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Whistler is the largest ski resort in North America, offering over 8000 hectares of terrain in resort. There are powder bowls, tree runs and chutes to satisfy your adrenaline cravings. But what happens when you get an itch to go further afield, when you overhear stories in the bar of people bagging fresh powder a week after the last snowfall? Indeed, there is endless terrain to explore on skins from the top of both Whistler and Blackcomb, we are truly privileged to have some of the world's finest opportunities for backcountry exploration.

But with these opportunities comes a responsibility—to yourself, to your friends and to your loved ones to get proper avalanche training. Backcountry skiing is an inherently dangerous activity that requires experience and knowledge to travel safely. Though it is beautiful, the Canadian backcountry is remote and can be unpredictable, with severe weather and avalanches sitting as two of its primary hazards. For any backcountry travel, everyone in your group must be self-sufficient and properly trained. Can you identify slope angles above 30 degrees? Do you know what a cornice looks like? Have you read the Avalanche Bulletin and fully understood the avalanche conditions, including what aspects and elevations to avoid? If your friend triggers an avalanche and gets buried in front of you, do you know how to rescue them? Proper knowledge and sound judgement (especially knowing when to turn around) are undoubtedly your most important backcountry survival skills. 

You'll want to start by renting a touring set-up and taking an Avalanche Skills Training Level 1 course (AST 1).  Some are split over just two days - one in the classroom and one in the field. Others have one evening session, followed by two full days in the field.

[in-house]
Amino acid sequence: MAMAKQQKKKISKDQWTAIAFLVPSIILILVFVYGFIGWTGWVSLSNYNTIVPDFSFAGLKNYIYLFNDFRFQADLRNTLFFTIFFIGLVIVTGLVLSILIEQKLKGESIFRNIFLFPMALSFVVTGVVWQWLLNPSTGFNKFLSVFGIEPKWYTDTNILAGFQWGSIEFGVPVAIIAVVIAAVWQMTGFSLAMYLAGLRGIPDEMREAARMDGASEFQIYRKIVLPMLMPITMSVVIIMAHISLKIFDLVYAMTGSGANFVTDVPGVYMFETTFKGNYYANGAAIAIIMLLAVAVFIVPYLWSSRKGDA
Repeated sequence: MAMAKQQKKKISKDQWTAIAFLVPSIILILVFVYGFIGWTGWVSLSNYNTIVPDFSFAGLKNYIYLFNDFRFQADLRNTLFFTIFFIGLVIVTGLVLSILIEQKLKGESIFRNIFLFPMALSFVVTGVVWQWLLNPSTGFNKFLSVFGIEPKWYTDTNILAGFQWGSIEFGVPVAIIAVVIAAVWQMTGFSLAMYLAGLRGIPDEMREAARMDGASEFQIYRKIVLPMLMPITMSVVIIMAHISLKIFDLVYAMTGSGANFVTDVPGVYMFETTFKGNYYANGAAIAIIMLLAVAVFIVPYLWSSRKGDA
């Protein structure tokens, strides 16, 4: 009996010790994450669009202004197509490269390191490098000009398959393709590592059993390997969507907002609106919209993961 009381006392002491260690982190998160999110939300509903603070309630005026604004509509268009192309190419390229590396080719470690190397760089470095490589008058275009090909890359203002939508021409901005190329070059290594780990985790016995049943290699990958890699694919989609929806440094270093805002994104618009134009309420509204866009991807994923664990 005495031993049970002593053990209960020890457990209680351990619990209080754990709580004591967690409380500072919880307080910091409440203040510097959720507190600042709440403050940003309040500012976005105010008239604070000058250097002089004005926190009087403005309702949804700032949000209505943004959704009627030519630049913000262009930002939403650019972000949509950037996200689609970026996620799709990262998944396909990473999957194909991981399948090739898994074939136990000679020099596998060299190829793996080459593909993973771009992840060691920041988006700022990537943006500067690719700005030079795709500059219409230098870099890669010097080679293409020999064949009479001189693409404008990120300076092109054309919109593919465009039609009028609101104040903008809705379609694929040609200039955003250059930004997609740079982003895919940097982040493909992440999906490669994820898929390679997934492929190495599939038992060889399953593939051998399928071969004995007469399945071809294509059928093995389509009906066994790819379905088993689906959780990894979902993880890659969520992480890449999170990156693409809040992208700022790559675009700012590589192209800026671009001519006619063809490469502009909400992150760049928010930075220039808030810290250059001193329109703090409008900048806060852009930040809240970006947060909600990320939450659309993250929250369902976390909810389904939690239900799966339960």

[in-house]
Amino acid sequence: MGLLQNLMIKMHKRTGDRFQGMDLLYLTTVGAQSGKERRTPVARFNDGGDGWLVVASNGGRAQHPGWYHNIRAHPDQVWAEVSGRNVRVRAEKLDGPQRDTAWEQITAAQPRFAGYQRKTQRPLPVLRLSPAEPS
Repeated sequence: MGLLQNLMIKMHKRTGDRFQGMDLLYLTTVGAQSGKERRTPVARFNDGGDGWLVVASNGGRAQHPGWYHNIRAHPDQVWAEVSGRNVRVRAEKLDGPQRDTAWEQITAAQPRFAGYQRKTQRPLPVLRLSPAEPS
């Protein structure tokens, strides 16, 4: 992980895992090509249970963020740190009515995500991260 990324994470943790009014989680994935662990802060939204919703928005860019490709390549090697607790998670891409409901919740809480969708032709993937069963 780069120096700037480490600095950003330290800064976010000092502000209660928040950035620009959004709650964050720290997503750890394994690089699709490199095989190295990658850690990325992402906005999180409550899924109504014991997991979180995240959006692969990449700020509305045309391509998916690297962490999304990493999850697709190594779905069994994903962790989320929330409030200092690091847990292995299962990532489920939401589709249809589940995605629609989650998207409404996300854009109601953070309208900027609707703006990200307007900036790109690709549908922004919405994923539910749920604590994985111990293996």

The evening session courses are referred to as a 2.5 day AST+, although the material covered will be the same, you just get more outdoors time. Some would argue that the extended theory session is actually more valuable and a better learning environment. Also consider that (depending on the weather) you might prefer to learn the important stuff indoors, as opposed to in freezing temps and gale force winds! It's totally down to personal preference. I did an AST1+ and had a fantastic time, but it was blue skies and powder, and I still got distracted! Whichever way you go, the AST1(+) is an entry-level course aimed at providing you with decision-making framework in winter backcountry avalanche terrain, and it is incredibly valuable. 


Learning and practicing companion rescue skills gives you and your group the best chance of surviving an avalanche incident. AST programs are an essential first step to safe backcountry use in the winter. There are many course providers in Whistler, all of whom follow a curriculum established by the Canadian Avalanche Centre. The AST courses provide a blend of indoor theory and practical field days to leave you feeling confident and knowledgable in the backcountry.